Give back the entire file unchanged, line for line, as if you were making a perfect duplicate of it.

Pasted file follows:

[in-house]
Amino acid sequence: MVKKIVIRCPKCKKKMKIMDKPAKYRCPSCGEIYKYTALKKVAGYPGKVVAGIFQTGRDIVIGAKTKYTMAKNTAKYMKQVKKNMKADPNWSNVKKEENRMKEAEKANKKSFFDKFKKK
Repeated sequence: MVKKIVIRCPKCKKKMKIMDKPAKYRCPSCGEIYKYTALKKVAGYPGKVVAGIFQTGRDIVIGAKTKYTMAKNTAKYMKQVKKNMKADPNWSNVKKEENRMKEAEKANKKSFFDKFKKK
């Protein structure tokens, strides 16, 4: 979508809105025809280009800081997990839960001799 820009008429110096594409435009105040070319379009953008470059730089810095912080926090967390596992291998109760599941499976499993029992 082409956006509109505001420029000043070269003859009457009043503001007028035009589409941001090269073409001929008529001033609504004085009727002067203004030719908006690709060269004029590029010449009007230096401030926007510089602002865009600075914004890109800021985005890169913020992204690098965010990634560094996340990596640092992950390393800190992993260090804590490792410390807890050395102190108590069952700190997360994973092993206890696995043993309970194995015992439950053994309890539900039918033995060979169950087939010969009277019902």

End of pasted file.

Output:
[in-house]
Amino acid sequence: MVKKIVIRCPKCKKKMKIMDKPAKYRCPSCGEIYKYTALKKVAGYPGKVVAGIFQTGRDIVIGAKTKYTMAKNTAKYMKQVKKNMKADPNWSNVKKEENRMKEAEKANKKSFFDKFKKK
Repeated sequence: MVKKIVIRCPKCKKKMKIMDKPAKYRCPSCGEIYKYTALKKVAGYPGKVVAGIFQTGRDIVIGAKTKYTMAKNTAKYMKQVKKNMKADPNWSNVKKEENRMKEAEKANKKSFFDKFKKK
């Protein structure tokens, strides 16, 4: 979508809105025809280009800081997990839960001799 820009008429110096594409435009105040070319379009953008470059730089810095912080926090967390596992291998109760599941499976499993029992 082409956006509109505001420029000043070269003859009457009043503001007028035009589409941001090269073409001929008529001033609504004085009727002067203004030719908006690709060269004029590029010449009007230096401030926007510089602002865009600075914004890109800021985005890169913020992204690098965010990634560094996340990596640092992950390393800190992993260090804590490792410390807890050395102190108590069952700190997360994973092993206890696995043993309970194995015992439950053994309890539900039918033995060979169950087939010969009277019902």